Bobby Brennan was nineteen.
Bobby now rests in a cemetery in the Netherlands. His brother, Brun, rests in Malta.
I need to go back to the archives to dig up those letters. I can get lost in the past so easily, but sometimes it's a painful place to be. This Remembrance Day I will be listening for the names of our hometown men as they're read - boys, actually, most of them. I rarely miss a Remembrance Day ceremony and, I must say, most people from this area make it a point to attend. Summerside has a strong and proud air force tradition, and we support our uniformed men and women, now and from days gone by.
One other note - Wanda kept many journals over the course of her long life. Bruce Powell and John Bryant (from my film) boarded at her home. They were instructors at the air base, and were normal, gregarious boys who made many friends and who lived their lives with passion and gusto. One of Bruce's good friends was Joe McIvor, a good-natured handsome fellow from nearby rural Kinkora. Joe sent letters from his various postings when he went back overseas. In one, he describes surviving a plane crash in Russia. I recall him talking about the snow, and how cold it was. Then - well, Wanda's journals were usually very matter-of-fact. She rarely got emotional when she wrote about the daily events that made up her life. But she vividly described the wild reaction of her young boarder - Bruce was 28 at the time - after hearing that his good friend had been killed. He went tearing out of the house, she said…in search of what?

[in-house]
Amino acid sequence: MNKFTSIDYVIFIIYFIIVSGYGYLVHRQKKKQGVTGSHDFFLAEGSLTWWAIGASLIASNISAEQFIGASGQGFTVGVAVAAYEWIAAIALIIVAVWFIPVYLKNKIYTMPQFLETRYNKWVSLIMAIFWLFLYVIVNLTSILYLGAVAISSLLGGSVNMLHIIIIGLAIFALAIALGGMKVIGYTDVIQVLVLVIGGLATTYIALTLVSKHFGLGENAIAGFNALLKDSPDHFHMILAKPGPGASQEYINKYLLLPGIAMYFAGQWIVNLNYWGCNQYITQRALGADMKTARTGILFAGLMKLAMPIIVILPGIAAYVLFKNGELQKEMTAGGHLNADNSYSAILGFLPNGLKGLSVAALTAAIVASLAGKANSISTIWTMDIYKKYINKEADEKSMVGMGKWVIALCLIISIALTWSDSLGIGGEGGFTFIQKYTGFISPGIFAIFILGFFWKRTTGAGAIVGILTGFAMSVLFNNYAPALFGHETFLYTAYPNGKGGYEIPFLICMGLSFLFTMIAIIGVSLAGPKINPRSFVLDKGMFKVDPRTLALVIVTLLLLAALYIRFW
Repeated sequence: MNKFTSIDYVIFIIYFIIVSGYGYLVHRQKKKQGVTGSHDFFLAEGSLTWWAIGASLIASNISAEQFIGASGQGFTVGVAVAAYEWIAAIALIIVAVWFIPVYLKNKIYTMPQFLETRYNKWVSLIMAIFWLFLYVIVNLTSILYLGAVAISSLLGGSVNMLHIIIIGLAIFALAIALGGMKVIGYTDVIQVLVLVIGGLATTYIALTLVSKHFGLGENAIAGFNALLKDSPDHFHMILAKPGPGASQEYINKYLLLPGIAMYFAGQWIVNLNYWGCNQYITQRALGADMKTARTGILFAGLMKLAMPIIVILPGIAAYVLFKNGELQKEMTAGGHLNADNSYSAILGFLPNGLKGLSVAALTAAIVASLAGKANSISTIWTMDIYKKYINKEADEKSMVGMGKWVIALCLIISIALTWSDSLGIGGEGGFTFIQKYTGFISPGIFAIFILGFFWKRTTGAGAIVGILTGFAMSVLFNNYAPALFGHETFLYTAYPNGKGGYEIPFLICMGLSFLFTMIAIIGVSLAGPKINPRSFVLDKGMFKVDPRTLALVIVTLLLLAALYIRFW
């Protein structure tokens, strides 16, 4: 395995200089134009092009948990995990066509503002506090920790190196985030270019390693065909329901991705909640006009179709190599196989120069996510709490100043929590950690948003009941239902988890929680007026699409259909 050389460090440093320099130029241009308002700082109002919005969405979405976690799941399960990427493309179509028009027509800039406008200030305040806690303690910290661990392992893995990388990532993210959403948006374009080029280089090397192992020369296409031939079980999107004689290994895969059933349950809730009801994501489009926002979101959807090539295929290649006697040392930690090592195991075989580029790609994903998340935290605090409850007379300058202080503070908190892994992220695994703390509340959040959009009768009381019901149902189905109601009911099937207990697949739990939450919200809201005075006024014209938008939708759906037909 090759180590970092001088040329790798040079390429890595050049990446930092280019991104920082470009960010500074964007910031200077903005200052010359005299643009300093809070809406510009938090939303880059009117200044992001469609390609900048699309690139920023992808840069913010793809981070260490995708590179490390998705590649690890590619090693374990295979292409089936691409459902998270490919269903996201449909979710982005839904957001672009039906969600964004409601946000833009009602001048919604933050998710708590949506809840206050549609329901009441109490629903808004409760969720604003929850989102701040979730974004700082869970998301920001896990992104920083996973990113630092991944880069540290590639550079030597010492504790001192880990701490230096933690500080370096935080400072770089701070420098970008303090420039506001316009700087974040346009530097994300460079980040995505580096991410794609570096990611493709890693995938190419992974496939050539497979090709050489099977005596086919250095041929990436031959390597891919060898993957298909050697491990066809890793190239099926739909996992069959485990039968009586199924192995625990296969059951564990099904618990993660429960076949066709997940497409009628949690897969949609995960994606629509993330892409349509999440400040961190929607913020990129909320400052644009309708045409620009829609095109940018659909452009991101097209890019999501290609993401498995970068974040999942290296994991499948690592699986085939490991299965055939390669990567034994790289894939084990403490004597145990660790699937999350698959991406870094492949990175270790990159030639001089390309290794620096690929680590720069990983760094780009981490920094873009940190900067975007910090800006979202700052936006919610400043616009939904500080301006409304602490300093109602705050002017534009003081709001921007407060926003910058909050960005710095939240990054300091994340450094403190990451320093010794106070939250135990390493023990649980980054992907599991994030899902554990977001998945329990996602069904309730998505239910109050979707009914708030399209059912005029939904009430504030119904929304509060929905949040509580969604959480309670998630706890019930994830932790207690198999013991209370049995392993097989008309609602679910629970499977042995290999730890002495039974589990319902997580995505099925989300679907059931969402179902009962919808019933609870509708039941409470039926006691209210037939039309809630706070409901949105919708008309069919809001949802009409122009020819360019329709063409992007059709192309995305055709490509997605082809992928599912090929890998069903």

Joe left a new wife behind. She was expecting their first child. Joe's brother Justin came to visit me at the Wyatt Properties. He was old, then, stooped and tired. He pulled out his wallet. Inside was a crinkled old photograph of his brother Joe. It stayed in Justin's wallet his entire life.
I met Bruce in Calgary. He was in his late 80's, and was confined to a wheelchair. He was living in a nursing home. He was angry, and upset at the fact that he had Parkinson's. This vital man with the big personality was done, and not because he wanted to be, but because life told him he was. I told him that, to me, he was 28, because in the journals I had just read, he was full of beans and vinegar, grabbing each day as it came because he, like others during those turbulent years, didn't know what the future held. He passed away soon after our visit.
I thank Wanda Wyatt for keeping Florrie's letters, and for keeping journals that described her own pain at the news that the young Brennan boys were missing, and of Bruce's agony at the loss of his friend. Remembrance Day is, to me, one of the most important days of the year. It's a time to remember that the aged men we see marching in military parades were boys, once. And yes, maybe they signed up because they wanted adventure. But in most cases they got more than they bargained for. And now we look into their eyes and wonder how they got past it - the killing, the death, the futility of unbearable loss.
Today, Remembrance Day is more meaningful and poignant than ever. I discovered that I have a very personal connection to the recent killing of a soldier in Quebec. We need to pray for peace. The killing has to stop. Our young boys need to be safe.
This is for you, P. Stay safe, and know that you have a home in Summerside if and when you need it. Because we have a longstanding tradition of caring for our uniformed men and of nurturing them through the tough times. We love you, and we miss you, and - we thank you.